It has been over three years since a blockbuster trade went down during the offseason between the St. Louis Blues and the Washington Capitals. The Blues sent forward TJ Oshie to the Caps in exchange for forward Troy Brouwer, goaltender Pheonix Copley and a third-round pick in the 2016 NHL Entry Draft.
As with most deals in the NHL, there’s a winner and a loser. Who won the trade may not have been clear initially, but revisiting what each team received three years later, there appears to be a clear winner.
St. Louis Blues
The Blues were able to rid themselves of a $4.175 million in cap space by sending the American Olympian to the Capitals. In exchange, they saved about half a million with Brouwer’s $3.66 million cap hit. Saving money is always a good thing, but the production they ended up losing isn’t.
Brouwer had a decent year for the Blues in 2015, putting up 39 points in 82 games. Unfortunately for St. Louis, Brouwer’s time with the team was short-lived. He went to Calgary in free agency the following year.
Brouwer has put up 47 points in 150 games with the Flames.
As for the other player that came over in the trade, Copley played just two games for the Blues, one during the 2015-16 season and one during the 2016-17 season. He allowed five total goals in those two contest and failed to record a victory.
Ironically, Copley returned to the Caps in February of 2017 as part of the deal that sent Kevin Shattenkirk to Washington. In that deal, the Blues acquired the services of Zach Sanford and Brad Malone, as well as a first-round pick in the 2017 draft.
Sanford is still with the Blues as part of their AHL affiliate, while Malone is currently in Edmonton.
As for the third-round pick that St. Louis acquired as part of the Oshie deal, they bundled that in a trade during the draft in 2016 with the Caps to acquire a pick in the first round. That pick was used for center Tage Thompson. He put up nine points in 41 games as a rookie for the Blues this past season.
The addition of Oshie has more than paid off for the Capitals. At the time of the deal, Washington was sucking for a talented right-winger to play with Alexander Ovechkin on the top line. He has since found a home on the second line in Washington.
In his first season with the Caps, Oshie put up 51 points in 80 games. The 2016-17 season was a breakout season for Oshie as far as scoring goes. He set a career high with 33 goals and a plus-28 rating. Those numbers earned him a monster eight-year, $46 million contract with the Caps.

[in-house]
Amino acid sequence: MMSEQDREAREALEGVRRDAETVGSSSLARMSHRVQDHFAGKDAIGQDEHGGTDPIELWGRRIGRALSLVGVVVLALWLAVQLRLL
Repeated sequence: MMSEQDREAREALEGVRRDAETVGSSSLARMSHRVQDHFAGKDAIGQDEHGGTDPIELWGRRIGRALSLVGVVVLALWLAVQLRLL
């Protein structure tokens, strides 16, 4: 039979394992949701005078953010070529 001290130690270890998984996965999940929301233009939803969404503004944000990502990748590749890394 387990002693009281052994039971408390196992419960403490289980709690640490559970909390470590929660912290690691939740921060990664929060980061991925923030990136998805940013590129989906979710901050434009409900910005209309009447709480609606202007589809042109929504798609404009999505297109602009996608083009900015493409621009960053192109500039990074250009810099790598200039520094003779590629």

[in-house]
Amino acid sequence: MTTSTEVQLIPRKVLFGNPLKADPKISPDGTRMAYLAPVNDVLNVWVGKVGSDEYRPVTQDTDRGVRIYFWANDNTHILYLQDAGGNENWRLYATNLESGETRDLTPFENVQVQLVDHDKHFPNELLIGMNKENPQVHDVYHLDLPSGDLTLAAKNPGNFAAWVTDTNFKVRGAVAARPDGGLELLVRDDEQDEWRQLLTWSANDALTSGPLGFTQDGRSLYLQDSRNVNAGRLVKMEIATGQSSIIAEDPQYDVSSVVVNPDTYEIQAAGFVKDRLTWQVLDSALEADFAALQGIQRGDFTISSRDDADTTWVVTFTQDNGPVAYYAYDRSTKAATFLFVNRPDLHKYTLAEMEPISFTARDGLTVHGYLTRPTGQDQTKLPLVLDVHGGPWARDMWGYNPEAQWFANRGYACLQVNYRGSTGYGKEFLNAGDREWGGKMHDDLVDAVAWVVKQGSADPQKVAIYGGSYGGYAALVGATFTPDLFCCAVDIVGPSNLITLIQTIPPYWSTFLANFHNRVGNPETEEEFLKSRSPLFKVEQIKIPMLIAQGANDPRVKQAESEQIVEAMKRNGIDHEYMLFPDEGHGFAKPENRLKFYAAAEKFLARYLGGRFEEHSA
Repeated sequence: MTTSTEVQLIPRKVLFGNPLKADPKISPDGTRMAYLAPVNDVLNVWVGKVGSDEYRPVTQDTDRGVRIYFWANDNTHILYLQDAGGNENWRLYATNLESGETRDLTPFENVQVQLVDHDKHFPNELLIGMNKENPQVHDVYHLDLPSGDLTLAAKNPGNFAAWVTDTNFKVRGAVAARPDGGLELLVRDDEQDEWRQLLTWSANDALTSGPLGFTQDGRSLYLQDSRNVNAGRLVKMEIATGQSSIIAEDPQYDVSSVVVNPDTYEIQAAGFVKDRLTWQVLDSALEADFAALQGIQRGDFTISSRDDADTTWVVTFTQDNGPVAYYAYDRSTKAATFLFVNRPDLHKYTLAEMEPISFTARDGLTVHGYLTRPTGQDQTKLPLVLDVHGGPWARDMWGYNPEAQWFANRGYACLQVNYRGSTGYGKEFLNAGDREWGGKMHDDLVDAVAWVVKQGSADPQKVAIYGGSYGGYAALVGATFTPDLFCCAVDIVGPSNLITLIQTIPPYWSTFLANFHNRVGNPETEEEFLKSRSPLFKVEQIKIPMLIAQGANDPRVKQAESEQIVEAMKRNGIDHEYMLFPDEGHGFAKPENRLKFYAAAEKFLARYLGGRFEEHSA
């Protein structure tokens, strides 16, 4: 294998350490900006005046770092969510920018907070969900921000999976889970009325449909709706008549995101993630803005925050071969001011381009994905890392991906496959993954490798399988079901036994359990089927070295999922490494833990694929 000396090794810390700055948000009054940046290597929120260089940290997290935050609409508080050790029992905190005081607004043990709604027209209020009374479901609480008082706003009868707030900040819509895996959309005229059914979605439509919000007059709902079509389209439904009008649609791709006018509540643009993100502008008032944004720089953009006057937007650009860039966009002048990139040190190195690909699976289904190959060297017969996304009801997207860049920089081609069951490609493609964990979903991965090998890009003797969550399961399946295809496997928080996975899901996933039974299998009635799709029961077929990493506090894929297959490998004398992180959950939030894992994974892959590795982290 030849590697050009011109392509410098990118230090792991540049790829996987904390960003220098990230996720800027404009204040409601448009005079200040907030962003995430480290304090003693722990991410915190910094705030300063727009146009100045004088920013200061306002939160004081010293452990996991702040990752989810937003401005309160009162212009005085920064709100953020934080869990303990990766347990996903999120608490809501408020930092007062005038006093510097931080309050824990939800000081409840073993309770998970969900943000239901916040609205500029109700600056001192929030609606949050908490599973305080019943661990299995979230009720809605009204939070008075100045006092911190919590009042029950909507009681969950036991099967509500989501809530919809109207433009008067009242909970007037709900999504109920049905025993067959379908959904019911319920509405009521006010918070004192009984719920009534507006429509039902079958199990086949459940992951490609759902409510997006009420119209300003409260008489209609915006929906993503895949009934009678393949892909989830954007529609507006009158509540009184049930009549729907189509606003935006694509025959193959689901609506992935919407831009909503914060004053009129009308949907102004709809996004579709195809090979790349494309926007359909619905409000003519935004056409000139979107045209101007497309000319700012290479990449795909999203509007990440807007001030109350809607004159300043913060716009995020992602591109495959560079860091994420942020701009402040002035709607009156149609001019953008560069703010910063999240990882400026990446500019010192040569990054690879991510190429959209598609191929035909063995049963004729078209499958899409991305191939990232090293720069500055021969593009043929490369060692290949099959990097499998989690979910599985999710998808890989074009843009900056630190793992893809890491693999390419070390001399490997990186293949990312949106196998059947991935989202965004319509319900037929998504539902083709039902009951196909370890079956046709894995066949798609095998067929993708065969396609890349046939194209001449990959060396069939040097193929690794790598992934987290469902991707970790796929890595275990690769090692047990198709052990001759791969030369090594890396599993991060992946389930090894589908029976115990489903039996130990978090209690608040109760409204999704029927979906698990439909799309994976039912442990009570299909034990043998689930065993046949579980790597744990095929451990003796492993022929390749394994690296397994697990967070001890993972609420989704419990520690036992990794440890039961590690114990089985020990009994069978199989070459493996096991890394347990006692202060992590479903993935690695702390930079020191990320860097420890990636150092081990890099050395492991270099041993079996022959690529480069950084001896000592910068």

This past season started slow for Oshie and had many wondering if he was worth the mega deal that the Caps signed him to. However, he turned things around and scored 47 points in 74 games.
Oshie really came alive during Washington’s run to the Stanley Cup, recording eight goals, including two game-winners, and 13 assists.
The right-winger is a huge part of Washington’s success and will continue to be moving forward. He has been especially valuable on the power play. He had 11 power-play points this past postseason and has 48 regular season points on the man advantage in his career with the Caps.
Eventually getting Copley back from the Blues was a big plus for the Caps. He spent this past season with the Hershey Bears of the AHL and posted a 15-17-2 record with a 2.91 goals against average (GAA). With Washington’s recent trade of Philipp Grubauer, Copley is set to be Washington’s backup behind Braden Holtby.
Based on the fact that Oshie helped the Caps win a Cup, and he is signed to a long-term deal, Washington seems to have made out in the deal. Throw in the fact that Copley is back with the team and the Blues had to let Brouwer walk for nothing, it’s clear that the Caps came out as the winners in the 2015 TJ Oshie deal.
* originally published in June 2018